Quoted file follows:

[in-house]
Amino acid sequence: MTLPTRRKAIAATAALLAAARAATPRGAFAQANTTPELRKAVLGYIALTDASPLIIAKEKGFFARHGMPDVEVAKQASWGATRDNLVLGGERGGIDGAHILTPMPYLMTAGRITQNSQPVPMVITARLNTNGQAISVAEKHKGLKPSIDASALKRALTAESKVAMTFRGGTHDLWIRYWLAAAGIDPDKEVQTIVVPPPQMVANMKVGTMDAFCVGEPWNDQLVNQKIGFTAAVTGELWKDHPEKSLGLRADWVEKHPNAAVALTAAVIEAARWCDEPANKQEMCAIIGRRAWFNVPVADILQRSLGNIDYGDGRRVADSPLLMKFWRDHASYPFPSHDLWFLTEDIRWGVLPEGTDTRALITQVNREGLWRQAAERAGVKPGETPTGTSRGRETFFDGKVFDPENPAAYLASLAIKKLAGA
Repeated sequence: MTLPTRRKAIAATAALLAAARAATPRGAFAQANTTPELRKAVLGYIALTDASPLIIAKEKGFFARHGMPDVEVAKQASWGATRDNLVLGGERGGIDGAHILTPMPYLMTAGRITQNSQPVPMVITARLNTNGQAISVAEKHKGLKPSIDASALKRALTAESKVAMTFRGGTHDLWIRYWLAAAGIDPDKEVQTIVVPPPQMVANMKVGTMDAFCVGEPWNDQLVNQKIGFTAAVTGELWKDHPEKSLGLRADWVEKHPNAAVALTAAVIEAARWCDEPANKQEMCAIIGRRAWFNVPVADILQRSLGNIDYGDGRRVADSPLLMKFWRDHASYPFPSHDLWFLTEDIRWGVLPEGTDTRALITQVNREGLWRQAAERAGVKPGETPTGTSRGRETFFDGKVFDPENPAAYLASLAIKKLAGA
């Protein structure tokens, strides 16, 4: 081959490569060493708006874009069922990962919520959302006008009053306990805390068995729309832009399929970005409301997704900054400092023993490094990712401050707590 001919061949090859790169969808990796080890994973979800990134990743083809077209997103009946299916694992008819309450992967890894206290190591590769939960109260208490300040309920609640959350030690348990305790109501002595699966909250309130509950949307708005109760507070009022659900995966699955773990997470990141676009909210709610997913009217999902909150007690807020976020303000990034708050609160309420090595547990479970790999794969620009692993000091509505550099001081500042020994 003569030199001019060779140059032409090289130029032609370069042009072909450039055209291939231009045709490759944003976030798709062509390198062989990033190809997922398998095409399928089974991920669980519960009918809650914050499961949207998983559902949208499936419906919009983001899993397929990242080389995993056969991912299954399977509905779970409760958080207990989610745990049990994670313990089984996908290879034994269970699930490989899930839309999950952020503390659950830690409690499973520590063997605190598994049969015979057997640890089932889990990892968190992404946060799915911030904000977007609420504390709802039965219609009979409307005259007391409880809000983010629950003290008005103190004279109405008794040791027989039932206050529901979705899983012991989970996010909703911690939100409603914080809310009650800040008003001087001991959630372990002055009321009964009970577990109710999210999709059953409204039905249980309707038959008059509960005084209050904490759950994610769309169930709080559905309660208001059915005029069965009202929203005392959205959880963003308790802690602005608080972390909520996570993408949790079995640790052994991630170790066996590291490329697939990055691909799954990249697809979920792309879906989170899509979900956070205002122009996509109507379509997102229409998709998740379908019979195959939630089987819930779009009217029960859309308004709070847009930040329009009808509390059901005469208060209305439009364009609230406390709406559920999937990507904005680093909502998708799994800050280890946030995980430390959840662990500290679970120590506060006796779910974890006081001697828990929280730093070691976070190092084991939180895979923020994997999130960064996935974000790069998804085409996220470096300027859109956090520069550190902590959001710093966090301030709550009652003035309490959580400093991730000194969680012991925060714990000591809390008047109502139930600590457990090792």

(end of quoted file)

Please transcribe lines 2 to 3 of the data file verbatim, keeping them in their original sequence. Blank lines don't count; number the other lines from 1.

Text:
Amino acid sequence: MTLPTRRKAIAATAALLAAARAATPRGAFAQANTTPELRKAVLGYIALTDASPLIIAKEKGFFARHGMPDVEVAKQASWGATRDNLVLGGERGGIDGAHILTPMPYLMTAGRITQNSQPVPMVITARLNTNGQAISVAEKHKGLKPSIDASALKRALTAESKVAMTFRGGTHDLWIRYWLAAAGIDPDKEVQTIVVPPPQMVANMKVGTMDAFCVGEPWNDQLVNQKIGFTAAVTGELWKDHPEKSLGLRADWVEKHPNAAVALTAAVIEAARWCDEPANKQEMCAIIGRRAWFNVPVADILQRSLGNIDYGDGRRVADSPLLMKFWRDHASYPFPSHDLWFLTEDIRWGVLPEGTDTRALITQVNREGLWRQAAERAGVKPGETPTGTSRGRETFFDGKVFDPENPAAYLASLAIKKLAGA
Repeated sequence: MTLPTRRKAIAATAALLAAARAATPRGAFAQANTTPELRKAVLGYIALTDASPLIIAKEKGFFARHGMPDVEVAKQASWGATRDNLVLGGERGGIDGAHILTPMPYLMTAGRITQNSQPVPMVITARLNTNGQAISVAEKHKGLKPSIDASALKRALTAESKVAMTFRGGTHDLWIRYWLAAAGIDPDKEVQTIVVPPPQMVANMKVGTMDAFCVGEPWNDQLVNQKIGFTAAVTGELWKDHPEKSLGLRADWVEKHPNAAVALTAAVIEAARWCDEPANKQEMCAIIGRRAWFNVPVADILQRSLGNIDYGDGRRVADSPLLMKFWRDHASYPFPSHDLWFLTEDIRWGVLPEGTDTRALITQVNREGLWRQAAERAGVKPGETPTGTSRGRETFFDGKVFDPENPAAYLASLAIKKLAGA